Monday, November 14, 2011

Boardwalk Empire – Two Boats and a Lifeguard

This week struck a chord in me for a few reasons.

First, there is Nucky coming to terms with the death of his father. He spends most of the episode badmouthing and cursing his father, even at the funeral home. Nucky doesn’t grieve for his father until he is left alone with the casket. Maybe Nucky respected his father at least a little considering he stands over his body weeping. It is his own father’s death that causes Nucky to want to be more of a father to Margaret’s children, and he asks them to start calling him “dad”. It may also be in part the reason Nucky decides to step down as Treasurer of Atlantic City, and hands the reigns over to his “son”, Jimmy. I think he’s really just trying to teach Jimmy a lesson. Nucky always has a plan.

With all the new responsibilities, Jimmy is starting to ignore his own home life, but his wife has found a diversion. She befriends a newcomer to the series, Louise. Louise is, of all things, a free-spirited novelist. Now, we’re talking! This new relationship is sure to spark things up in Atlantic City. Louise is already breaking the modesty laws (that bathing suit was considered racy!), and appears to also be a lesbian, or at the very least VERY open-minded. This is already stirring a response from Angela, who was until now suppressing her homosexuality by marrying Jimmy.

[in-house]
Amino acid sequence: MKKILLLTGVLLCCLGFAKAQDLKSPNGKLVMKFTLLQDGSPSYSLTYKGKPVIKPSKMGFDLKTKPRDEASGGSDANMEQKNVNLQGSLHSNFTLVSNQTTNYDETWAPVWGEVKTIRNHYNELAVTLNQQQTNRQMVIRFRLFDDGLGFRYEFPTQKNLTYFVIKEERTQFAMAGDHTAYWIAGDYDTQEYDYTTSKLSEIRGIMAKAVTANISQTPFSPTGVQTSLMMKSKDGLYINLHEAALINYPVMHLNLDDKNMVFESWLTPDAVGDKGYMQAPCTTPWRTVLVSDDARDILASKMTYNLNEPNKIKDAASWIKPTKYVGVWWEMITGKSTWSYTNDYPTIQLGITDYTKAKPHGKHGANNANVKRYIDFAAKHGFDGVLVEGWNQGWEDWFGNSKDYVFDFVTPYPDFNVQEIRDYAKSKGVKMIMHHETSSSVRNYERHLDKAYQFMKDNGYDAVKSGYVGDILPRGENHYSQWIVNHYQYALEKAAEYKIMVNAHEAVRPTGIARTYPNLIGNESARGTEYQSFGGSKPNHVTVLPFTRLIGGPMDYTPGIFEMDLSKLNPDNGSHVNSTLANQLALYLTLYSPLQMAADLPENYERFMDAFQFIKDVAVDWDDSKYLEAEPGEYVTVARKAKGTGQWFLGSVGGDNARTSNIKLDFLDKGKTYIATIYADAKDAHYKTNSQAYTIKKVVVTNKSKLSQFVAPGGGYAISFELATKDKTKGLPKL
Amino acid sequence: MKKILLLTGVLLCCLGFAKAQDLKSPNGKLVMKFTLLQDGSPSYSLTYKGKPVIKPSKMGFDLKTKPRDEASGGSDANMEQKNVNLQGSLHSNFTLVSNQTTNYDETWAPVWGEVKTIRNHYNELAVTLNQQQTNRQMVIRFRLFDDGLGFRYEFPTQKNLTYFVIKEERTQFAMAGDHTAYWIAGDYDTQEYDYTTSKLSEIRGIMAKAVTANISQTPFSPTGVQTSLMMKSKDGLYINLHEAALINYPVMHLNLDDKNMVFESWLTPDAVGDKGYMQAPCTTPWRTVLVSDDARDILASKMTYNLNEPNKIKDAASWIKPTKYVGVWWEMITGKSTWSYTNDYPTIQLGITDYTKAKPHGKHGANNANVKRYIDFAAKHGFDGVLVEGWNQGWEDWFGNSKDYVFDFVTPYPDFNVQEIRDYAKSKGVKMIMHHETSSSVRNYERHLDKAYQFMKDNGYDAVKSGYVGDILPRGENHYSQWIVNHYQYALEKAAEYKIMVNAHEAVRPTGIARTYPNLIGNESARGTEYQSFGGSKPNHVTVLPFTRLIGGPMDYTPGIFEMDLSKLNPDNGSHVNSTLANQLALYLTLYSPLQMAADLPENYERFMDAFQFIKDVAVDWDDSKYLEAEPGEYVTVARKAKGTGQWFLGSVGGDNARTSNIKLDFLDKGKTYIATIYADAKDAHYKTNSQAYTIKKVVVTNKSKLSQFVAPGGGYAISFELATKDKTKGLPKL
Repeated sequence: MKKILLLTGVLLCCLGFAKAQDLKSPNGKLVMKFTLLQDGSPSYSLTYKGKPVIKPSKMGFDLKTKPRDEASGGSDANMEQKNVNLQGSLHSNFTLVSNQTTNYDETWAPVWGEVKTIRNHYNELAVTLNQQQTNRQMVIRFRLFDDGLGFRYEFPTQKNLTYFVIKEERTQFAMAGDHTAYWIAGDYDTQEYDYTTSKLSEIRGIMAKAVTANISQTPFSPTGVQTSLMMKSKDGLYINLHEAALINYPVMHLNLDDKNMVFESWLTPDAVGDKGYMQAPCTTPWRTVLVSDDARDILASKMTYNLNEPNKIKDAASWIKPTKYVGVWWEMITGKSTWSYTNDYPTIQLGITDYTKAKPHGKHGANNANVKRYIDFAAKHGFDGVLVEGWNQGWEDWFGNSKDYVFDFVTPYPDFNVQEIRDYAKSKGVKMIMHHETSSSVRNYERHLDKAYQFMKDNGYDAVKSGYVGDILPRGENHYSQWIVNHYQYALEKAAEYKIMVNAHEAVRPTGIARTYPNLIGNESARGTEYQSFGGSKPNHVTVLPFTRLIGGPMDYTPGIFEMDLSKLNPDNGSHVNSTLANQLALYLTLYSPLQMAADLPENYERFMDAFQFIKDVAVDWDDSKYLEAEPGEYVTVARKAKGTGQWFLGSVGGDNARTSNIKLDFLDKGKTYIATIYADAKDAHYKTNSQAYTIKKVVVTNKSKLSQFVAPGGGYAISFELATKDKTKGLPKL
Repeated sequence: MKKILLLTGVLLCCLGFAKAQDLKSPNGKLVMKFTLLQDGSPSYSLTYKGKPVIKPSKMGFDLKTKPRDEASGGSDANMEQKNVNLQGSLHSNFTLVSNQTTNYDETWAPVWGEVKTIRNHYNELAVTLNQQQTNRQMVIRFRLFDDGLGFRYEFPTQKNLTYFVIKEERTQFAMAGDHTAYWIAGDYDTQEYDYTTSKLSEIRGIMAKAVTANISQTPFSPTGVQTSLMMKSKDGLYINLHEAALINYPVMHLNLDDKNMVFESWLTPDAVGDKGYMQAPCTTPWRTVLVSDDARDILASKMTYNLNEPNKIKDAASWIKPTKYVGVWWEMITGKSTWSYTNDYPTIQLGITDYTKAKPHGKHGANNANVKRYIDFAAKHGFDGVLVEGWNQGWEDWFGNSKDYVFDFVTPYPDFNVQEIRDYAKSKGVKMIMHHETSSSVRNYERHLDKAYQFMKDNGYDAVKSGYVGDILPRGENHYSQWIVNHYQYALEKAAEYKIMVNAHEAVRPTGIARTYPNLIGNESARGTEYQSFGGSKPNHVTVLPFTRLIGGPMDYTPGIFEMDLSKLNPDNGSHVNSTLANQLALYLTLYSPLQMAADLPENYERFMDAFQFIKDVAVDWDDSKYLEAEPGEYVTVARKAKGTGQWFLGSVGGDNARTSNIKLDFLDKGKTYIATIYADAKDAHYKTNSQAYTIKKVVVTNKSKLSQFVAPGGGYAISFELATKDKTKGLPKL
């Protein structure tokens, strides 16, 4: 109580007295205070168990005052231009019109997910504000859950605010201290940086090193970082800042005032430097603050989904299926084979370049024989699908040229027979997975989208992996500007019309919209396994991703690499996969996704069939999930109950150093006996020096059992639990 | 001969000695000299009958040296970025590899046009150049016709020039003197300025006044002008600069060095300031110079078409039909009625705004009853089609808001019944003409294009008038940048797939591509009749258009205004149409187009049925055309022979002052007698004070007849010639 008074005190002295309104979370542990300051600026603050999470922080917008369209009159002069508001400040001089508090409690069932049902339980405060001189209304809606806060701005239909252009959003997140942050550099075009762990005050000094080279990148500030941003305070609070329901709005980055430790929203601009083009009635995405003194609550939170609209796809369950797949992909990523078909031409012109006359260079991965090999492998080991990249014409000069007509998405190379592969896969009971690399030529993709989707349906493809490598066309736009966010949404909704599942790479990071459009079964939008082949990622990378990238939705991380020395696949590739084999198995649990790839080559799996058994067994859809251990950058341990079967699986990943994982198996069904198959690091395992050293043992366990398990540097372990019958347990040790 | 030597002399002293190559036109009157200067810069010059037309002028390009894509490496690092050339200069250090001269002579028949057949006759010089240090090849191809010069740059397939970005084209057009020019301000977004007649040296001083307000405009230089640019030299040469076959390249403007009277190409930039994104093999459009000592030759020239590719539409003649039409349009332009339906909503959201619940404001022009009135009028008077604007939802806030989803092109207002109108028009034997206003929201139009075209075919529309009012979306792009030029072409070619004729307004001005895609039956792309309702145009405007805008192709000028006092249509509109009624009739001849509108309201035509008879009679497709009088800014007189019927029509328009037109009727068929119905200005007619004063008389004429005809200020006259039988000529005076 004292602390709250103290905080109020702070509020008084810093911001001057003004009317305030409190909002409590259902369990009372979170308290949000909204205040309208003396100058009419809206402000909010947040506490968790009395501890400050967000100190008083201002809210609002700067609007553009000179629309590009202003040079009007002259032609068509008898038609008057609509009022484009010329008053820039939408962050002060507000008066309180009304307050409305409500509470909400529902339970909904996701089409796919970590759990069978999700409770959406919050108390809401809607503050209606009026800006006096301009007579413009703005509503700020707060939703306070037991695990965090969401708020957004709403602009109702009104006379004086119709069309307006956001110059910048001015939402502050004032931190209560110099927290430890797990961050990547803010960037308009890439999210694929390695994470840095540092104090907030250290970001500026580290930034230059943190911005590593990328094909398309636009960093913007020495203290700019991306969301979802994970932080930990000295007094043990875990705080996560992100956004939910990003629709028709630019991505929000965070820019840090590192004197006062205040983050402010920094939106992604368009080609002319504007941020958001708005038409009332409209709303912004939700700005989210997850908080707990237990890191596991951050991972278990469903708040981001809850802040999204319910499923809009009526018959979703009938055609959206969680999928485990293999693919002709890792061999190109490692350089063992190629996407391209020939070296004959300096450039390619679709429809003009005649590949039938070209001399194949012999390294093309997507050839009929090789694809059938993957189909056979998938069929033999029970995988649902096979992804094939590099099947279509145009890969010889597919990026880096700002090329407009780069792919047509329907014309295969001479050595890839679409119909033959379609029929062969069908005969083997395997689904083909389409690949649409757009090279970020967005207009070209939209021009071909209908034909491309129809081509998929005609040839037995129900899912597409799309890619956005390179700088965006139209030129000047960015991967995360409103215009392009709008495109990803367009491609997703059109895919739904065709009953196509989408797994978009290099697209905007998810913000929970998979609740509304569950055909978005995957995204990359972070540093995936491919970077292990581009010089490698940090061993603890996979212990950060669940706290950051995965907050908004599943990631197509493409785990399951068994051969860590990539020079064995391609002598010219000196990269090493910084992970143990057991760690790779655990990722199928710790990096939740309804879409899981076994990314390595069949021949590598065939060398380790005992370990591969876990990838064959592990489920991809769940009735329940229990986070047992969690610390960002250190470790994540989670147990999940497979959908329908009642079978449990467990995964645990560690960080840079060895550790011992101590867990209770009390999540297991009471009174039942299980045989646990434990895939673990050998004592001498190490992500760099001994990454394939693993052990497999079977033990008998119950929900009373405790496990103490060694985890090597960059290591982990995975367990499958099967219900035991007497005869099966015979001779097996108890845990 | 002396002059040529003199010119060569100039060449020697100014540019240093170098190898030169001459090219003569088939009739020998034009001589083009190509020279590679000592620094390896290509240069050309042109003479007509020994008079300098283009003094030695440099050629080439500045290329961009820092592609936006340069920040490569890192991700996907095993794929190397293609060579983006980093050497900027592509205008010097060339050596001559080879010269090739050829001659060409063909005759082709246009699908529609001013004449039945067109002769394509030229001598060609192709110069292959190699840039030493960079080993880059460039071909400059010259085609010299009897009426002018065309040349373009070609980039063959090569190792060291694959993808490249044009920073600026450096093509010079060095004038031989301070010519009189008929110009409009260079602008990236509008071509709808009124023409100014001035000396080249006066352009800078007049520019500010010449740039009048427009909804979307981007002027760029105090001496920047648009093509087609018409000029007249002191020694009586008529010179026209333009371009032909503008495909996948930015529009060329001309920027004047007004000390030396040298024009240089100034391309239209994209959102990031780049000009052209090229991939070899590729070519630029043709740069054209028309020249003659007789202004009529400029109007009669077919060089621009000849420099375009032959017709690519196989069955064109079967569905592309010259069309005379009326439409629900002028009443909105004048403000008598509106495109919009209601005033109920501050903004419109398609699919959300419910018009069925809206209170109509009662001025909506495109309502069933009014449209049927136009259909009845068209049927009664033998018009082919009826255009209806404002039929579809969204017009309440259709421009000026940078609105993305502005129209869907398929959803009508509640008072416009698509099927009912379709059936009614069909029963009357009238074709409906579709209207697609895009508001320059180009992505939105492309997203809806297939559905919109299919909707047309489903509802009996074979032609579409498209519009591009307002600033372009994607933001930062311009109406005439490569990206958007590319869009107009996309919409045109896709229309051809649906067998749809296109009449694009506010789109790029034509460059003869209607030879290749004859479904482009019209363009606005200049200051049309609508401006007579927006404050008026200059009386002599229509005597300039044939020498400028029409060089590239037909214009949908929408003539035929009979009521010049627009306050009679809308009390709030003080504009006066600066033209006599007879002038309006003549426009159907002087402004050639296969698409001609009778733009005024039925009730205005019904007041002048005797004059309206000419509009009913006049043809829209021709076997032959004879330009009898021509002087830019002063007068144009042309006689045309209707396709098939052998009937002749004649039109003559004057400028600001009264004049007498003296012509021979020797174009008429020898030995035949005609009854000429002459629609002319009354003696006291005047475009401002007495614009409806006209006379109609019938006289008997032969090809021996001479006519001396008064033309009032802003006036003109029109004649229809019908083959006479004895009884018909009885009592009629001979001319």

This episode also gives us the return of Jewish gangster, Arnold Rothstein and Yiddish butcher Horovitz. Why do these two characters always seem to appear in the same episodes? I feel it’s only a matter of time before they meet, but right now they are still in opposite camps. It is Rothstein who encourages Nucky to hold back and be patient, even in the face of an assassination attempt. Rothstein is incredibly impressive in his restraint and calculative demeanor, but what is going on under the surface? In actuality, Rothstein was an incredibly successful gambler for many years, so the character on this series seems to match the legend. Equally mysterious in his motives is Horovitz, who approaches Jimmy for his liquor which still is yet to be delivered. Jimmy, drunk on power and bootlegged whiskey is pretty insulting to Horovitz. Mickey Doyle tries to warn Jimmy to be accommodating and less anti-Semitic to Horovitz, but that gets him thrown over a balcony. I don’t think Jimmy will be as successful as Nucky was at running Atlantic City. He’s much too hot-headed and violent. Not looking forward to an increase in violence on this show, but I am interested to see how Atlantic City fares with Jimmy at the helm.

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